By Funmi Komolafe
As the Nigeria and other nations mark the World Environment Day tomorrow, the International Labour Organisation, ILO, has called for the promotion of green environment which is capable of creating tens of millions of jobs worldwide.
It warned that poverty is not a justification â€œfor inaction nor a barrier to action â€“â€“ indeed poverty is strong reason to act with haste.”
In his message to mark the day, ILO Director-General, Mr. Juan Somavia said, â€œtens of millions of jobs can be created and sustained around the world with sound environmental management.”
He identified specific areas such as â€œrecovering degraded forests, wetlands and river systems which conserve soils and ensure clean water supplies.”
The ILO Director-General said, â€œnatural resources account for as much as half of the â€œGDP of the poorâ€ even when the recorded average contribution to the national economy may be less than 10 per cent. Preserving natural resources and being attentive to how they are tapped economically is fundamental to achieving the Millennium Development Goals.”
He warned that continuous abuse of the natural environment for short-time gains â€œ impoverishes communities and societies; the impact is eventually global.”
The Director-General said even with industrialisation, nations should promoteÂ “low carbon and environmentally-friendly economy.”
Mr. Somavia who is currently hosting over 150 countries including Nigeria at the 99th session of the International Labour Conference said, â€œbiodiversity and natural resources are of immense economic and social significance to economies, enterprises and workers everywhere. They directly underpin over one billion jobs globally in agriculture, fisheries and forestry.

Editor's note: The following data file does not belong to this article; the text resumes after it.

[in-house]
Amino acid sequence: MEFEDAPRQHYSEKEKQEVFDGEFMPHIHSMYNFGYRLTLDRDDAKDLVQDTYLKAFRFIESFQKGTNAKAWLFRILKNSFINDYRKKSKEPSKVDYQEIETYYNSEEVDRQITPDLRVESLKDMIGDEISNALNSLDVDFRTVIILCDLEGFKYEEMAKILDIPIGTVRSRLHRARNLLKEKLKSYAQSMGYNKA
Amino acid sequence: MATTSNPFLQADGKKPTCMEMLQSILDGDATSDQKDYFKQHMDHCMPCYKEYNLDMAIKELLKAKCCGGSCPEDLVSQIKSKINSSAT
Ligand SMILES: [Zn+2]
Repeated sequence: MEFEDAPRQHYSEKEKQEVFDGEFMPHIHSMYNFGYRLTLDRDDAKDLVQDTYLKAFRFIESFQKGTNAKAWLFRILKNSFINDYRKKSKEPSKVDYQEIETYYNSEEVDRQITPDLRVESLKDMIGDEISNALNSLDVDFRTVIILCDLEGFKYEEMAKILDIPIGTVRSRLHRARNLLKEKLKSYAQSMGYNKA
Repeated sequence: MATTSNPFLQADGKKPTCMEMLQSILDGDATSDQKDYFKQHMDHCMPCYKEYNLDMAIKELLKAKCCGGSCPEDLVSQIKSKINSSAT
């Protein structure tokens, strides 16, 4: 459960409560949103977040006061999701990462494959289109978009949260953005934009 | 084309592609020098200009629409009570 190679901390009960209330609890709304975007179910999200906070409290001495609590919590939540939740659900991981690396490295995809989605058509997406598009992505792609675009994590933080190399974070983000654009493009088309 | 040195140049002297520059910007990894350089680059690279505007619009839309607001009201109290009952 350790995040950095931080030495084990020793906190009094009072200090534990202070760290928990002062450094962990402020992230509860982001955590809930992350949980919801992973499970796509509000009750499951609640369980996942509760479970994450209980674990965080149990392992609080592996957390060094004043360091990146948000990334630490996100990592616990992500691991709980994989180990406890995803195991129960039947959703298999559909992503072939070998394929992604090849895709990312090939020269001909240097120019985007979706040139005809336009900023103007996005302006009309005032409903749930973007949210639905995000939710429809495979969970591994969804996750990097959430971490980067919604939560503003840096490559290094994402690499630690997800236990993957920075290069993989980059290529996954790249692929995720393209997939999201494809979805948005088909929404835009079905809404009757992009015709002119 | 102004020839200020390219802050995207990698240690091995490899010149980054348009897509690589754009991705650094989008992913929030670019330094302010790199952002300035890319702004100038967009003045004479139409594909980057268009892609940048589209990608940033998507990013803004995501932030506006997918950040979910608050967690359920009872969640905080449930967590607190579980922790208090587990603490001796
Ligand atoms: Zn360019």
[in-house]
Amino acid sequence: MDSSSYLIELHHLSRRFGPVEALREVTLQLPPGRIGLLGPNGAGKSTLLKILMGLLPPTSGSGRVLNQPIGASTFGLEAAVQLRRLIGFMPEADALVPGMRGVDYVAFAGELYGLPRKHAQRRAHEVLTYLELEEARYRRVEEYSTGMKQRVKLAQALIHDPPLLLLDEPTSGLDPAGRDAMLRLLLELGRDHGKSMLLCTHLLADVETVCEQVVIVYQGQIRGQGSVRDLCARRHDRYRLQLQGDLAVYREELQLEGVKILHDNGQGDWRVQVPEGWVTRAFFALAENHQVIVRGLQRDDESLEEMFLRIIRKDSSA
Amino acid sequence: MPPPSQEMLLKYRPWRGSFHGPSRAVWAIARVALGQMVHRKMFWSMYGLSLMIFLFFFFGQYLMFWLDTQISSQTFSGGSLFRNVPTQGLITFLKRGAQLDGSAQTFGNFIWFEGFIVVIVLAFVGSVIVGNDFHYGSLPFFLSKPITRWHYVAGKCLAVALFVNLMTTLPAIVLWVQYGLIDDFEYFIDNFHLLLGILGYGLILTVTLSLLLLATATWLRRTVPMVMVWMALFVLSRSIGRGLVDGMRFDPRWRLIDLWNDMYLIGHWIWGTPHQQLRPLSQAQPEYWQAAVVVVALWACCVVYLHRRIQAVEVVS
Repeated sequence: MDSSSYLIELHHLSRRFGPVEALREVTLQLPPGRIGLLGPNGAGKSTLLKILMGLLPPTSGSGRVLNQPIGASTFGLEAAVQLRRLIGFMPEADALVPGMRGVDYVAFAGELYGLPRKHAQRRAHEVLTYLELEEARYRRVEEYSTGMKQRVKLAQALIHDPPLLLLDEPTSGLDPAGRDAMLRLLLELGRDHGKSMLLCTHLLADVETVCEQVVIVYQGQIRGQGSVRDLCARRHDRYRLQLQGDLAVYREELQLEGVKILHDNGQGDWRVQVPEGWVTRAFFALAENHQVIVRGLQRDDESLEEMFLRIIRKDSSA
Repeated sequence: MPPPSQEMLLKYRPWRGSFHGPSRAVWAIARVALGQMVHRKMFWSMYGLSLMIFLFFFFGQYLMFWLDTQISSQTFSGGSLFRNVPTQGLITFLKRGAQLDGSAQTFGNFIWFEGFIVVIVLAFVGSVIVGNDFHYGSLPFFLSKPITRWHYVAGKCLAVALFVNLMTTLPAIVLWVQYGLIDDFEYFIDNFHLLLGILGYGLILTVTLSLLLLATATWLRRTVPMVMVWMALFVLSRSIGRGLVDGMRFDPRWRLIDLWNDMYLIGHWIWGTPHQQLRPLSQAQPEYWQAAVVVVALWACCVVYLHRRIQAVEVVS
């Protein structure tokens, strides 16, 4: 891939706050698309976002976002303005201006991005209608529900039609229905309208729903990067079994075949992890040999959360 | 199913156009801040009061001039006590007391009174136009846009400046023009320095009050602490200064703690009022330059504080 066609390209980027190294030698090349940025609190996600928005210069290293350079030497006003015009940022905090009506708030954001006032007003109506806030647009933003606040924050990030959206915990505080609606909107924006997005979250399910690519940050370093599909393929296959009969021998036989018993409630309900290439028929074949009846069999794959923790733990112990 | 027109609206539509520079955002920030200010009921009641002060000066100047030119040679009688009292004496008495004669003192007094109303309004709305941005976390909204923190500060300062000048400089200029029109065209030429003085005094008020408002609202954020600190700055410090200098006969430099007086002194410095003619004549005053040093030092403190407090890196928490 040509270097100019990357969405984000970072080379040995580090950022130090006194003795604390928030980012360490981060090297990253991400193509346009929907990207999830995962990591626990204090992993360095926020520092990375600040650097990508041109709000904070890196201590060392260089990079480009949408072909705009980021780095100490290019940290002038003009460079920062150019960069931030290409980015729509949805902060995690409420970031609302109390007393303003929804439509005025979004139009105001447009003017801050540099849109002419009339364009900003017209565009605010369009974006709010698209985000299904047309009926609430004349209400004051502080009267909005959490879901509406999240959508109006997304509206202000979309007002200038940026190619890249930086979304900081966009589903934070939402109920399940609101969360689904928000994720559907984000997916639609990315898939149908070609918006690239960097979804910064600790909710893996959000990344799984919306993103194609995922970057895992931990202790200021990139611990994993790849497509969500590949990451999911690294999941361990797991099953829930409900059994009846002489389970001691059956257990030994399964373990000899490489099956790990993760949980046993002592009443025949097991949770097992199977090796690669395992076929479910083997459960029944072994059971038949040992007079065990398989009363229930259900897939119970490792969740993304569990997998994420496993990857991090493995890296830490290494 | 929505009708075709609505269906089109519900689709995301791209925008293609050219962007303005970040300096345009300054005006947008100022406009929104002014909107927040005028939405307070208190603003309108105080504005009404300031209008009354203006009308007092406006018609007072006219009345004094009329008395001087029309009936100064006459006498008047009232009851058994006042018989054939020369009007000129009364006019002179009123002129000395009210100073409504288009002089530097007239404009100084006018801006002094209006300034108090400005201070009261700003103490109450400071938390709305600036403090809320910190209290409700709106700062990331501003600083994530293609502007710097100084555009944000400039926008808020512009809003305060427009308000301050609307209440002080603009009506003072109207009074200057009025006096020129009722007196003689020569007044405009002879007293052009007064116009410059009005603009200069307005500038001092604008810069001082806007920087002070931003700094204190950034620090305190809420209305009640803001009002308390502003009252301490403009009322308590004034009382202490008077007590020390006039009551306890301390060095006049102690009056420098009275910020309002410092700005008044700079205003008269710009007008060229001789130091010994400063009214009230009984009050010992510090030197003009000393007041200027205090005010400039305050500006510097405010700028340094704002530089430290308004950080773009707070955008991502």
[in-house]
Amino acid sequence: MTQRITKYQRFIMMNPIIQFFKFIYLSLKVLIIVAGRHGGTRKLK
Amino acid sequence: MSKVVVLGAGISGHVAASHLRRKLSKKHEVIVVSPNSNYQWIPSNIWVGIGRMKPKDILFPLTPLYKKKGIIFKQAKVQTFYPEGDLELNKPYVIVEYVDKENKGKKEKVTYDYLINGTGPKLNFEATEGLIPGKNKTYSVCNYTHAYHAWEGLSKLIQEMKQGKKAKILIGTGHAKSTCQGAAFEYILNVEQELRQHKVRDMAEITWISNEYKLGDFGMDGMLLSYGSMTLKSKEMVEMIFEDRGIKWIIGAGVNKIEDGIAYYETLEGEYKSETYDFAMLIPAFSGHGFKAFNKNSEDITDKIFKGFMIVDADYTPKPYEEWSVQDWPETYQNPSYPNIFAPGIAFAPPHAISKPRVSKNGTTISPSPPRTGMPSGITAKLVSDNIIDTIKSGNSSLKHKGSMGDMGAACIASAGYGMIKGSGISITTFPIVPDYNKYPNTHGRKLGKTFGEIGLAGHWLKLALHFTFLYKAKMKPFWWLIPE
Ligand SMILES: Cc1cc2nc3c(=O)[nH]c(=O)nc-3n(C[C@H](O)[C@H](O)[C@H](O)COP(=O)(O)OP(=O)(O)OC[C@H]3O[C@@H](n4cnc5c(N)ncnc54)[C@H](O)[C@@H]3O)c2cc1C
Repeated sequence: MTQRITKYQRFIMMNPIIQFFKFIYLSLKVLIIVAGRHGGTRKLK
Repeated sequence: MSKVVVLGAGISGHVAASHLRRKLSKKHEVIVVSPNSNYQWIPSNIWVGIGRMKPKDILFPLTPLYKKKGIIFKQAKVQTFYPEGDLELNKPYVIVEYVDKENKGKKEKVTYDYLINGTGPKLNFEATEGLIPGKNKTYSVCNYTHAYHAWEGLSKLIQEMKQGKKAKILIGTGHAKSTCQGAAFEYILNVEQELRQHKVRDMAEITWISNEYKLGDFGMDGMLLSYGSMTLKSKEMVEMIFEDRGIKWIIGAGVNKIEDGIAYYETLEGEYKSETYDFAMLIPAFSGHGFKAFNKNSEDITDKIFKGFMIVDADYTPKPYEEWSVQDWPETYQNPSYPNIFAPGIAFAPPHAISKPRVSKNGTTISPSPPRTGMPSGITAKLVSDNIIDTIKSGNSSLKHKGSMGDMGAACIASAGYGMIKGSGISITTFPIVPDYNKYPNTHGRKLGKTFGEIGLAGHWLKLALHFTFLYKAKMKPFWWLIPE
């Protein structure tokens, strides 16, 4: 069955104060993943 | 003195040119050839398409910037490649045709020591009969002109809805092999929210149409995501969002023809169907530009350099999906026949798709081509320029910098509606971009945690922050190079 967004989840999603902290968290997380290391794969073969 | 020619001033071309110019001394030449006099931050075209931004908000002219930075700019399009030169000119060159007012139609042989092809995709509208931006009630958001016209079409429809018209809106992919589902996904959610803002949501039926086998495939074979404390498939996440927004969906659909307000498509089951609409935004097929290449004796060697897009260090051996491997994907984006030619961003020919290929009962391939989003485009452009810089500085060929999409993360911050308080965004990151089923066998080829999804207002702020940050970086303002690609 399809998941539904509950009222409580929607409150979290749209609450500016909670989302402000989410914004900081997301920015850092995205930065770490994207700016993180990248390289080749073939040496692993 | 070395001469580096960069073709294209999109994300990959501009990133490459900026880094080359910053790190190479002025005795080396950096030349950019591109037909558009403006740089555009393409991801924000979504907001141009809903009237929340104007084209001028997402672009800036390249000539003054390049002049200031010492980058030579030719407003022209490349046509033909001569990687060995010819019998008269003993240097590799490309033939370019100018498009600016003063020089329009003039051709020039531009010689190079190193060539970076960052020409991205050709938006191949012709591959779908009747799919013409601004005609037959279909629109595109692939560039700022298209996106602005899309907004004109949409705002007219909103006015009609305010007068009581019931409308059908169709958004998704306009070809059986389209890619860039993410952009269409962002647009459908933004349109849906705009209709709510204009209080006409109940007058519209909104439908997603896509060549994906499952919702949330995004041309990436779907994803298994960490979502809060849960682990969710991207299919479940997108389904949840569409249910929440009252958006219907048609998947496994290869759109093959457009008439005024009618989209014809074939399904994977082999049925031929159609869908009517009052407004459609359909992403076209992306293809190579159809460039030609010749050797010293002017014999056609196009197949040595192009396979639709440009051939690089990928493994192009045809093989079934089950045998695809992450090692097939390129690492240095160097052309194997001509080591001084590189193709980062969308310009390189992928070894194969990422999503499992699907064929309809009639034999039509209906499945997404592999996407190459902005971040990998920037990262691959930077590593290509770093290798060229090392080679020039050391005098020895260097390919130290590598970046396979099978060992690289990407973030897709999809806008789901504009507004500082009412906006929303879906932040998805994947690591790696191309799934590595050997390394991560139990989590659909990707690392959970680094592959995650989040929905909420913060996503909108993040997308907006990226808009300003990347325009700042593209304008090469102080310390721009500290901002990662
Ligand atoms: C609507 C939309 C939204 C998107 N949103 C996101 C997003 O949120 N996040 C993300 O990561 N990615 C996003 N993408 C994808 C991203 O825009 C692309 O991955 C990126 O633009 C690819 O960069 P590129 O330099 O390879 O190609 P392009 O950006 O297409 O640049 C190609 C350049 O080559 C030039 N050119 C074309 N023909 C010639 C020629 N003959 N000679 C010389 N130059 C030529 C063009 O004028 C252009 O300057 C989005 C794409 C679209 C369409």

Today, one out of every three workers earns a living in these sectors. Biodiversity and nature are also the backbone of industries such as tourism, one of the most rapidly growing sources of employment in many countries.” He said promoting a green economy is beneficial to all.
In his words: â€œProtecting biodiversity and natural resources is to protect and create jobs for today and tomorrow.
With strategies that are respectful of the environment and of people, responsive to the needs and concerns of economic sectors, enterprises and economies, sustainable development is possible. It is a huge challenge. It will require a sound process of social dialogue engaging all stakeholders to make the trade offs, to facilitate adjustment to change, and to mobilize know-how, energy and resources.”